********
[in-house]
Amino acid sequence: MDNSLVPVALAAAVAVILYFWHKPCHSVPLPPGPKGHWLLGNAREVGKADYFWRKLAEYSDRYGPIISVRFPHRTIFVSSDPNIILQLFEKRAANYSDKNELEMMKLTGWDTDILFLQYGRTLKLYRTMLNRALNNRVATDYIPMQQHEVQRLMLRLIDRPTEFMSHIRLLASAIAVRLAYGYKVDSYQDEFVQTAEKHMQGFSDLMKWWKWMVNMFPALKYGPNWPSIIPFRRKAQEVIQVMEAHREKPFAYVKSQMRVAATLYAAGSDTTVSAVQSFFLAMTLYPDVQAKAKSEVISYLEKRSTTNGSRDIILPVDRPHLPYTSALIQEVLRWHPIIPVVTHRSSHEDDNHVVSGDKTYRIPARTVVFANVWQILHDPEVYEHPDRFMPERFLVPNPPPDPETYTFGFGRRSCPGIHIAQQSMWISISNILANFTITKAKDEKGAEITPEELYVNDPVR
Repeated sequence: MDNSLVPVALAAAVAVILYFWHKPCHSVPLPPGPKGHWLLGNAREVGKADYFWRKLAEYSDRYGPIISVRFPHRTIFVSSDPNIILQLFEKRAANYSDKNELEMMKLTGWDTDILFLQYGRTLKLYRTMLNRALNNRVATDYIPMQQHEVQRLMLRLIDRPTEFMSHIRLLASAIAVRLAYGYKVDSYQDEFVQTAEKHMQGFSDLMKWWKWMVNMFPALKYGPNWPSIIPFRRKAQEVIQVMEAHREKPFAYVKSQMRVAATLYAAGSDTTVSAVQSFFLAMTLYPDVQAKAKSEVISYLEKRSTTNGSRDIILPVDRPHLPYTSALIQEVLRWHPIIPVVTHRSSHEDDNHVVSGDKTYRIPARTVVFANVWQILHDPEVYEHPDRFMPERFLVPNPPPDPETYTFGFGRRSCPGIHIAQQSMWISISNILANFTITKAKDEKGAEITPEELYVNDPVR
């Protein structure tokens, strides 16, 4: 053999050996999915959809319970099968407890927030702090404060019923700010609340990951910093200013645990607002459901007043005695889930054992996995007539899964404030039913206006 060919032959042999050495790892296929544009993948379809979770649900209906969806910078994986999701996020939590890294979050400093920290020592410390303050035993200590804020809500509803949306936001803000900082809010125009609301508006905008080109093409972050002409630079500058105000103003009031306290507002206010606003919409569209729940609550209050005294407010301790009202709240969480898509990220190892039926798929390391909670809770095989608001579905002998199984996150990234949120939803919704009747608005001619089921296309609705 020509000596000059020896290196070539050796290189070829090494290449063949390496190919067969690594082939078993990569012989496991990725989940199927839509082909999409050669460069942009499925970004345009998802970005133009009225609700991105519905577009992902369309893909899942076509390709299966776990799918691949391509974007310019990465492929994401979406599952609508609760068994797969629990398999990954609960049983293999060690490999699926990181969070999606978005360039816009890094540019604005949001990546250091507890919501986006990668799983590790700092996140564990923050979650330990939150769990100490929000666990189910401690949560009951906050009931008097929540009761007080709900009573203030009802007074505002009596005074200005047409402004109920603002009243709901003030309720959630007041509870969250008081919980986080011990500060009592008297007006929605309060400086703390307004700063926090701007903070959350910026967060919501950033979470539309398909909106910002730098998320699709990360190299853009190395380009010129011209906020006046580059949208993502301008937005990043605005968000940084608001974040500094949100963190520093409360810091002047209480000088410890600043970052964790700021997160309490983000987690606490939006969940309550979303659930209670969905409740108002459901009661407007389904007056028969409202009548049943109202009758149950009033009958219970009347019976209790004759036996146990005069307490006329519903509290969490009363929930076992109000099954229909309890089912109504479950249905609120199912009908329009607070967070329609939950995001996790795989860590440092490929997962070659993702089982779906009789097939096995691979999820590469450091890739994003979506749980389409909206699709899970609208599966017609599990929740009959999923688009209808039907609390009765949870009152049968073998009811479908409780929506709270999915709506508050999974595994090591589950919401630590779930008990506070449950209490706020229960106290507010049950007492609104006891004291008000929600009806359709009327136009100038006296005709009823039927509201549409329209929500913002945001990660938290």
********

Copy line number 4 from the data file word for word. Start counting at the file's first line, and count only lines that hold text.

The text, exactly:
């Protein structure tokens, strides 16, 4: 053999050996999915959809319970099968407890927030702090404060019923700010609340990951910093200013645990607002459901007043005695889930054992996995007539899964404030039913206006 060919032959042999050495790892296929544009993948379809979770649900209906969806910078994986999701996020939590890294979050400093920290020592410390303050035993200590804020809500509803949306936001803000900082809010125009609301508006905008080109093409972050002409630079500058105000103003009031306290507002206010606003919409569209729940609550209050005294407010301790009202709240969480898509990220190892039926798929390391909670809770095989608001579905002998199984996150990234949120939803919704009747608005001619089921296309609705 020509000596000059020896290196070539050796290189070829090494290449063949390496190919067969690594082939078993990569012989496991990725989940199927839509082909999409050669460069942009499925970004345009998802970005133009009225609700991105519905577009992902369309893909899942076509390709299966776990799918691949391509974007310019990465492929994401979406599952609508609760068994797969629990398999990954609960049983293999060690490999699926990181969070999606978005360039816009890094540019604005949001990546250091507890919501986006990668799983590790700092996140564990923050979650330990939150769990100490929000666990189910401690949560009951906050009931008097929540009761007080709900009573203030009802007074505002009596005074200005047409402004109920603002009243709901003030309720959630007041509870969250008081919980986080011990500060009592008297007006929605309060400086703390307004700063926090701007903070959350910026967060919501950033979470539309398909909106910002730098998320699709990360190299853009190395380009010129011209906020006046580059949208993502301008937005990043605005968000940084608001974040500094949100963190520093409360810091002047209480000088410890600043970052964790700021997160309490983000987690606490939006969940309550979303659930209670969905409740108002459901009661407007389904007056028969409202009548049943109202009758149950009033009958219970009347019976209790004759036996146990005069307490006329519903509290969490009363929930076992109000099954229909309890089912109504479950249905609120199912009908329009607070967070329609939950995001996790795989860590440092490929997962070659993702089982779906009789097939096995691979999820590469450091890739994003979506749980389409909206699709899970609208599966017609599990929740009959999923688009209808039907609390009765949870009152049968073998009811479908409780929506709270999915709506508050999974595994090591589950919401630590779930008990506070449950209490706020229960106290507010049950007492609104006891004291008000929600009806359709009327136009100038006296005709009823039927509201549409329209929500913002945001990660938290």